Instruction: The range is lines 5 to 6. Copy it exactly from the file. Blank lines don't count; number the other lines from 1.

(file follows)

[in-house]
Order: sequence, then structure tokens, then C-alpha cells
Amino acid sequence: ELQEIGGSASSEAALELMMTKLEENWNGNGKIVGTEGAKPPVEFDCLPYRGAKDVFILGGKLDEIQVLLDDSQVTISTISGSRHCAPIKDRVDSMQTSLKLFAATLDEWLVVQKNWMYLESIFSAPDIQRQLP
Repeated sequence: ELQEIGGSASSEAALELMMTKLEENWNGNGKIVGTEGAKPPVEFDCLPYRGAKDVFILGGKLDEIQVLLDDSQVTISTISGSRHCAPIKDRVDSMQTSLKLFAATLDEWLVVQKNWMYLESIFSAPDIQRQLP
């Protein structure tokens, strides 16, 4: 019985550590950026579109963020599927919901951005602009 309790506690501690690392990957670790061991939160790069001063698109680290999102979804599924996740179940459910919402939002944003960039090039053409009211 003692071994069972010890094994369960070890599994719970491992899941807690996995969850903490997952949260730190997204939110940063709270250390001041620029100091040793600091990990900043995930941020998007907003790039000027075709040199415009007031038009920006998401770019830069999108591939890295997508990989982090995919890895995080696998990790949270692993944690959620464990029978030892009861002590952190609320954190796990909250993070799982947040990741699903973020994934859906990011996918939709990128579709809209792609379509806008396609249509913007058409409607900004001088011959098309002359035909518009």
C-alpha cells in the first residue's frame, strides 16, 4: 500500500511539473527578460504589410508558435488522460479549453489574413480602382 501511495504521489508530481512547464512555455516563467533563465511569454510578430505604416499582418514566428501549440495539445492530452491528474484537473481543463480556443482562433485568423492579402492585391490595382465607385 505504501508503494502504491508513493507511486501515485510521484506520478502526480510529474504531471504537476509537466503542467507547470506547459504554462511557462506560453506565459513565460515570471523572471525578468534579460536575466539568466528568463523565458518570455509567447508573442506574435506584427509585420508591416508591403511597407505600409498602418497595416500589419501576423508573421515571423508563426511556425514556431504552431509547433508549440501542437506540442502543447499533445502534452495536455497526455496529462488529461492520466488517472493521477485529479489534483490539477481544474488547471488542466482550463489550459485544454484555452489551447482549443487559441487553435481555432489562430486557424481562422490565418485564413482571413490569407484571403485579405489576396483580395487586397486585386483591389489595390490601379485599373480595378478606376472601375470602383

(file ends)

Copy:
């Protein structure tokens, strides 16, 4: 019985550590950026579109963020599927919901951005602009 309790506690501690690392990957670790061991939160790069001063698109680290999102979804599924996740179940459910919402939002944003960039090039053409009211 003692071994069972010890094994369960070890599994719970491992899941807690996995969850903490997952949260730190997204939110940063709270250390001041620029100091040793600091990990900043995930941020998007907003790039000027075709040199415009007031038009920006998401770019830069999108591939890295997508990989982090995919890895995080696998990790949270692993944690959620464990029978030892009861002590952190609320954190796990909250993070799982947040990741699903973020994934859906990011996918939709990128579709809209792609379509806008396609249509913007058409409607900004001088011959098309002359035909518009």
C-alpha cells in the first residue's frame, strides 16, 4: 500500500511539473527578460504589410508558435488522460479549453489574413480602382 501511495504521489508530481512547464512555455516563467533563465511569454510578430505604416499582418514566428501549440495539445492530452491528474484537473481543463480556443482562433485568423492579402492585391490595382465607385 505504501508503494502504491508513493507511486501515485510521484506520478502526480510529474504531471504537476509537466503542467507547470506547459504554462511557462506560453506565459513565460515570471523572471525578468534579460536575466539568466528568463523565458518570455509567447508573442506574435506584427509585420508591416508591403511597407505600409498602418497595416500589419501576423508573421515571423508563426511556425514556431504552431509547433508549440501542437506540442502543447499533445502534452495536455497526455496529462488529461492520466488517472493521477485529479489534483490539477481544474488547471488542466482550463489550459485544454484555452489551447482549443487559441487553435481555432489562430486557424481562422490565418485564413482571413490569407484571403485579405489576396483580395487586397486585386483591389489595390490601379485599373480595378478606376472601375470602383